K.I. SAWYER - The Marquette County Board recently approved spending $150,000 to repair ceilings in at least eight hangars at Sawyer International Airport where spray-on fire barrier has been falling, in big sections, from the ceilings.
The board will fund the repairs from the Airport Stabilization Fund, while looking to determine the cause and who might be liable for the failures.
"Bottom line: When you get work like this done, you expect it to last longer than five or six years," said Commissioner Gregory Seppanen.
Fallen spray-on fire barrier lies on the floor in an aircraft hangar at Sawyer International Airport. (Journal file photo)
An opening in the ceiling in a Sawyer hangar shows where the fire barrier came from. (Journal file photo)
Sawyer International Airport Manager Duane DuRay and Sawyer Operations Manager Steven Schenden detailed the problem in a recent memo to the county board.
They said the spray-on fire barrier was installed over spray-on insulation in a dozen hangars at the airport from 2004 through 2009, during various hangar renovation projects.
Of the 12 hangars, eight have shown at least small damage.
The fire (thermal) barrier has the properties of cement, but is lightweight, about a half-inch thick and has been falling from the ceilings in the hangars in sections measuring three to four feet across.
According to the memo, two of the hangars were among the first to get the spray-on fire barrier treatment and have shown minor failures. In two other hangars, failures in the thermal barrier were discovered before the project to install it was finished.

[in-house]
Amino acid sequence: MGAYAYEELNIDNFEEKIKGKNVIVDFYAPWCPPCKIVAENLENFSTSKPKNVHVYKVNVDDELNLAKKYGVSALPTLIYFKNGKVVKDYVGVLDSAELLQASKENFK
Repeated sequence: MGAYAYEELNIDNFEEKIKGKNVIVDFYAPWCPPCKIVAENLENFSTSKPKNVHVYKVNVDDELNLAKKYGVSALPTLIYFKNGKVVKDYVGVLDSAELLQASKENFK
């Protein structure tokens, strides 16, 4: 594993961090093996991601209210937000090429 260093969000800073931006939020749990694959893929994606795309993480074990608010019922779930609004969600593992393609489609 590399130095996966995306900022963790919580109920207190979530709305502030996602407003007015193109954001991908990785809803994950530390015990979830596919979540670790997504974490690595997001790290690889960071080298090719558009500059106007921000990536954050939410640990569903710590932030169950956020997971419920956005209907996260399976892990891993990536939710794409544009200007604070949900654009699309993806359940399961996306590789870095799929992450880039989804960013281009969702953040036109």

In those two hangars, a repair was undertaken, which has so far not failed.
The spray-on thermal barrier was removed and replaced with a paint thermal barrier. In a fire, the paint barrier swells and provides occupants of the building 15 minutes to exit the structure before the barrier fails and materials in the ceiling ignite, Schenden said.
Three hangars have the most severe damage and are not currently being used. Boreal Aviation leases two of those hangars and is using other hangar space until the repairs are finished. The third badly-damaged hangar is slated to be used this winter for shooting a movie, and airport staff has received two additional inquiries about using the hangar this winter.
At no cost, Mead and Hunt prepared drawings, specifications and bid materials to repair those three badly-damaged hangars. The firm was the consultant on the original project to install the fire barrier.
County board members are hoping to conclusively discover the root cause of the problem and who might be held responsible.
"Obviously, there's something wrong and we should find out why," Commissioner Bruce Heikkila said.
County civil counsel Stephen Adamini said there could be several reasons for the problem.
"Now, we're six or seven years down the road here," Adamini said. "That makes it difficult."
Commissioner Steven Pence agreed.
"Besides the number of parties, there's a number of variables involved," Pence said.
The Schenden and DuRay memo said contractors and consultants have suggested several issues which could be the possible cause of the barrier not adhering to the insulation, including flexing in the large flat roofs, temperature of the water used in the spraying process and air temperature during installation.
John Pepin can be reached at 906-228-2500, ext. 206.